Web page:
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Scott Reads It!

I blog over at Scott Reads It! I'm a reader, a writer, a blogger, and a humanitarian. I'm prone to fanboying about the latest nerdy films and books on a consistent basis! I'm nerdy and I know it.

The Blessed (Blessed - Trilogy)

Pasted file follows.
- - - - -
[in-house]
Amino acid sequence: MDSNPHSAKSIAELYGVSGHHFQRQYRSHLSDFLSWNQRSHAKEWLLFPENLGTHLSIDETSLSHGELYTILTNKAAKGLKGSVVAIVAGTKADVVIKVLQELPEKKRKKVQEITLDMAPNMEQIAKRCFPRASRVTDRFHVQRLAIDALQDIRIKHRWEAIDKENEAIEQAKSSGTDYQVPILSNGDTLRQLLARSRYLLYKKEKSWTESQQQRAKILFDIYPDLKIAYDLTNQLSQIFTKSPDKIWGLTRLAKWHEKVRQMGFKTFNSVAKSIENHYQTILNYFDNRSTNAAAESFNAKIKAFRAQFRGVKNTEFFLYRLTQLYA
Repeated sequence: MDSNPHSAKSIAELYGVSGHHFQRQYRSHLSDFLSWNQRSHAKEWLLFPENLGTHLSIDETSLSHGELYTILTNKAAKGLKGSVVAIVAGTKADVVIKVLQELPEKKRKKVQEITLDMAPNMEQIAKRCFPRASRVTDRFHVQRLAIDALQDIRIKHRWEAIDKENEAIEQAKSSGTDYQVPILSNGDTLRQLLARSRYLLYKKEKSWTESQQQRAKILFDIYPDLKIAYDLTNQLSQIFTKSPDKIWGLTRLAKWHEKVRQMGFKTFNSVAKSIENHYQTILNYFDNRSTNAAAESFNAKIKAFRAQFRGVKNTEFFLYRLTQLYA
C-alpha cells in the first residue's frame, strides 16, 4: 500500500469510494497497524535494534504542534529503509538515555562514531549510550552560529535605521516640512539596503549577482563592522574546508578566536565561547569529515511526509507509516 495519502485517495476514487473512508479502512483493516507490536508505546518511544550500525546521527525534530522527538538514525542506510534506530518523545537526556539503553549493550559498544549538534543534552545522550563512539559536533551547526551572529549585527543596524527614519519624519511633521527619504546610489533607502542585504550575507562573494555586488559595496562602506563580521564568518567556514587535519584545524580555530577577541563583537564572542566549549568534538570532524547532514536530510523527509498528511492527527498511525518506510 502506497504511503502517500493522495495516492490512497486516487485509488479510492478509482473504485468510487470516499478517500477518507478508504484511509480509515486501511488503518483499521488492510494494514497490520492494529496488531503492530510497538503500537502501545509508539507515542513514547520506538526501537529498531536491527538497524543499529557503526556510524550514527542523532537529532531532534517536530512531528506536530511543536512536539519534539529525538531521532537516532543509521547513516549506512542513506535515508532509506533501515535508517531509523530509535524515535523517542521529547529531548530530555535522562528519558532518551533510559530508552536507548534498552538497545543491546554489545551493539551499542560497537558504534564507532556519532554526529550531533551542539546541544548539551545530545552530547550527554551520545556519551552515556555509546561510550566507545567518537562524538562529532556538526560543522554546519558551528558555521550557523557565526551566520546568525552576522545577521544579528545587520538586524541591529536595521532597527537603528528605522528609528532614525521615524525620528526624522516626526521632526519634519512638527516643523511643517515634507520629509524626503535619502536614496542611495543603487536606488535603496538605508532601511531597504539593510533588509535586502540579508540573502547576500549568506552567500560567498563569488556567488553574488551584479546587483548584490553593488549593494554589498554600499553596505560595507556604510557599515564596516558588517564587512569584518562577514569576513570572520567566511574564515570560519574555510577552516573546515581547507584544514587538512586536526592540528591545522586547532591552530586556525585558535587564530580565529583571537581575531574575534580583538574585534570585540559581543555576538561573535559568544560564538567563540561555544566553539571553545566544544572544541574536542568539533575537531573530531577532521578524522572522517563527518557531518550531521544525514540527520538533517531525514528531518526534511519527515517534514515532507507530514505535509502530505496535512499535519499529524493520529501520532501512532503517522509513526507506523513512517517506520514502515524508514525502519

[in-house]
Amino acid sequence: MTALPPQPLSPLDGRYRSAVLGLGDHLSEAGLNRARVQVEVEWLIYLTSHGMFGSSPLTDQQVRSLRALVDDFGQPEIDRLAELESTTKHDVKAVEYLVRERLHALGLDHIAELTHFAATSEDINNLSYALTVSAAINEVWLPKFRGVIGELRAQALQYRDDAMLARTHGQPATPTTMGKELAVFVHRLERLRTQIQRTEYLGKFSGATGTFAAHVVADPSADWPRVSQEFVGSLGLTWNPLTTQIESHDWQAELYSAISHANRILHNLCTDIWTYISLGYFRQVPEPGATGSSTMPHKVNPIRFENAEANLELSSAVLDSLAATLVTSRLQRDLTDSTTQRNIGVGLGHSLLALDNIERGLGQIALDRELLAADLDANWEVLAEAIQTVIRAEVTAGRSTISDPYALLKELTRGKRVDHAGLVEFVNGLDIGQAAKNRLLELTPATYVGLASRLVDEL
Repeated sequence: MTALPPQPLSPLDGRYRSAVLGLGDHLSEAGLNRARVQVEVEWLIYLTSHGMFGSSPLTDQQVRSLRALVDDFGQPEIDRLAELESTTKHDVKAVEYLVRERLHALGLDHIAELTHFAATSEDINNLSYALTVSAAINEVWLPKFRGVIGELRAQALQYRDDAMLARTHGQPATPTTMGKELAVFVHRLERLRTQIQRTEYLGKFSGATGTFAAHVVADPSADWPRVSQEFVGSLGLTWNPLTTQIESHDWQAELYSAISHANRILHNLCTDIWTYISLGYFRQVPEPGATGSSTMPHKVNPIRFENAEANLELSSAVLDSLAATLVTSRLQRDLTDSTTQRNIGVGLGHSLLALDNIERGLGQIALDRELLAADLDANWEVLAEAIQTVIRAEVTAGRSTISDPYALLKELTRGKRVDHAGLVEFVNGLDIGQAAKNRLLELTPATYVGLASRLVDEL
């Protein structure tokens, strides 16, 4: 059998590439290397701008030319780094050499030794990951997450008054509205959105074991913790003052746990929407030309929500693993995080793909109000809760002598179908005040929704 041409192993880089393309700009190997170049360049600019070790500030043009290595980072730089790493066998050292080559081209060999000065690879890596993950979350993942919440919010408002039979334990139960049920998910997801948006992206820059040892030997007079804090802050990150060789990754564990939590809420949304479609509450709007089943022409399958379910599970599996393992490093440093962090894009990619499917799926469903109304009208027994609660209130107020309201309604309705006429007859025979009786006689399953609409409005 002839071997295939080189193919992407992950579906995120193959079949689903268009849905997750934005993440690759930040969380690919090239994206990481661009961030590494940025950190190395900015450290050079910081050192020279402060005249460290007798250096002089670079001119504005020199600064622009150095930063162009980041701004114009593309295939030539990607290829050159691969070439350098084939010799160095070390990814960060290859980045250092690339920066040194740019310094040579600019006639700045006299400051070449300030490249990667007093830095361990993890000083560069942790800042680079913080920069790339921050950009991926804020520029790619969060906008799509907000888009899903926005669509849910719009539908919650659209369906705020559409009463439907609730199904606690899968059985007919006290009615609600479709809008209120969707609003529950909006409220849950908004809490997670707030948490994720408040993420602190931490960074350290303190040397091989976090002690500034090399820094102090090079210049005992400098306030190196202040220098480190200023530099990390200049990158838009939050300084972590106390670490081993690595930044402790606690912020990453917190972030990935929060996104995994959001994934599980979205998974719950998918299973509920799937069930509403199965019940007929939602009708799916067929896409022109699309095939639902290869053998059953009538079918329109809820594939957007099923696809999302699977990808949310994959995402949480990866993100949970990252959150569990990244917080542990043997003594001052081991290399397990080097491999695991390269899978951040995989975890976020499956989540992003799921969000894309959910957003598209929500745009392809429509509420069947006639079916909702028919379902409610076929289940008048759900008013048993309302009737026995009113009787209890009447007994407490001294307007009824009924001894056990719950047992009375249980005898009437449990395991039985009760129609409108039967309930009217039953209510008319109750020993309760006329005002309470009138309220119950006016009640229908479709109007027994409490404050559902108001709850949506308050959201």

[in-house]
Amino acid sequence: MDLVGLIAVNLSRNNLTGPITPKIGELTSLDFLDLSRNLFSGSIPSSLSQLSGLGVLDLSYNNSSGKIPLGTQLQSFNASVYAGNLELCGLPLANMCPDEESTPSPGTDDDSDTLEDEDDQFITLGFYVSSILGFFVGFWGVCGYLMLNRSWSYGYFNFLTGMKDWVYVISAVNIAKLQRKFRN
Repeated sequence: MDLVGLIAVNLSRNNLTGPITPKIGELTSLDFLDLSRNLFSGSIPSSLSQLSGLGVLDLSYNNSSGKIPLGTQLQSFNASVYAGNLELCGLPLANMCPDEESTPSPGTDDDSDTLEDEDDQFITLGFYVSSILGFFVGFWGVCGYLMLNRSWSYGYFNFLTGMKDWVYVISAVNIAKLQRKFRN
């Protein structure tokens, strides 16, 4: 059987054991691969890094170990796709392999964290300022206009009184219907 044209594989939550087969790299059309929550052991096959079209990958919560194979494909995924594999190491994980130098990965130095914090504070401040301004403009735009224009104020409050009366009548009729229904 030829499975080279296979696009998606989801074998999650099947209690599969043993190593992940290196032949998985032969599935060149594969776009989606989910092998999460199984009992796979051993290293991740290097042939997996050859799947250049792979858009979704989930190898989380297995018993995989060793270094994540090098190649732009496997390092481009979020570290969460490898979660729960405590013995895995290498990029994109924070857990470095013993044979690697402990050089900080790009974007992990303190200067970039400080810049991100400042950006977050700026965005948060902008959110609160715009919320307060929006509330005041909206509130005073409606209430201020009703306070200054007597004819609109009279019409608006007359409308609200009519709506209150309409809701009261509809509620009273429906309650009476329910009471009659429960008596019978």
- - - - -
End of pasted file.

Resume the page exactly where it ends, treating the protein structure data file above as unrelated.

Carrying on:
The Blessed - Tonya Hurley Check out my blog for reviews, giveaways & more! Slight spoilers to follow in this review! The Blessed is an extremely problematic book that I struggled to read. Thank you Simon & Schuster for repackaging this book with a different cover. My ARC's cover is absolutely dreadful and reminds of a possessed Amanda Seyfried. It's kind of ironic that I decided to read this book based on it's horrific cover. Honestly I decided to read this book because of the horrific reviews and the putrid cover, I really wanted to give The Blessed the benefit of the doubt. People say "What's on the inside is what counts" but The Blessed isn't any better on the inside with it's ridiculous plot and unlikeable, shallow characters. The Blessed is the story of how Cecilia, Agnes, and Lucy became saints in this modern retelling of the classic biblical stories. All 3 girls' paths cross with the mysterious Sebastian who claims he is trying to help them. During a storm, all 3 girls feel an urge to go to the church and they find Sebastian there waiting for them. Cecilia, Agnes, and Lucy may have powers within that they never knew about. Honestly all of the characters in The Blessed are extremely shallow, unlikeable and just plain ridiculous. Throughout the entire book, I hated reading about these petulant characters and it made reading this book a chore. They weren't likeable at all, despite the fact that the author tried to make the reader empathize with them. I couldn't even distinguish any of the 3 female protagonists, their character arcs were developed poorly. At one point in the novel, one of the girls suggested that they hold a fashion show in the Church and have the altar act as a catwalk. They wanted to model the Priest's robes because they were bored. Please tell me, why would anyone suggest doing that? That's pretty offensive and just a form of desecration. The girls all think it's a great idea until Sebastian gives them a disapproving look. Hurley tried to make it seem like they grew so much throughout the novel, but truthfully they didn't. One second they were all bickering and calling each other derogatory terms, excuse my french, but would saints call each other bitches and whores? Right after this they were acting like they were best friends and as if they didn't all curse each other out! Did I miss something? You just cursed her out and now you're hugging like you're nothing just happened! This is extremely unrealistic and just poor plot and character development on Hurley's part. If a guy trapped you in a church during a storm, would you honestly fall in love with him? The girls immediately fall for Sebastian despite the fact that he's obviously off his knockers. He claims that all 3 girls are Saints that have special powers. He has some sort of mental problem and he just escaped from a psychiatric ward, so why do you believe him? The author never really makes it clear what his mental handicap is or if it's a greater power. In some segments of the book, the author makes it seems as if he is truly divine and sometimes he just seems psychotic! I'm not sure if Hurley tries to make it open for interpretation or if she didn't bother to make it more clear. Either way, the lack of explanation regarding Sebastian was truly annoying! Some readers will definitely find The Blessed to be offensive. I was extremely offended by a joke that Hurley made during a scene in the beginning of the book. She joked that putting the psych ward on the top floor helped the ward save money because many of the patients jump from the top floor. How is this funny at all? That's extremely offensive and just isn't acceptable to include in a book. Another thing that may bother readers is the way Hurley handles the New Testament, it kind of seemed throughout the novel that she was poking fun at organized religion. The girls didn't feel like they were saintly at all and it felt as if Hurley was saying that saints don't exist. I know I'm just making inferences but I couldn't figure what the point of this book was. The plot in The Blessed is nonsensical and just a mush of events that didn't really fit well together. The author unsuccessfully tried to blend two storylines into one but it didn't flow very well. By the end, I was a bit confused with everything that happened and I was pretty unsatisfied with the lackluster ending. I wouldn't dare to pick up the sequel, which is called The Passionaries. After reading The Blessed, I can't imagine picking up any of Hurley's other books. The Blessed is truly one disaster of a book that never truly redeems itself. There really was no clear plot or character development in The Blessed. I feel as if I wasted so much time reading this book, the only perk is that the author creates a creepy environment and that I didn't waste my $ on it. I would recommend avoiding this book because it is extremely disappointing!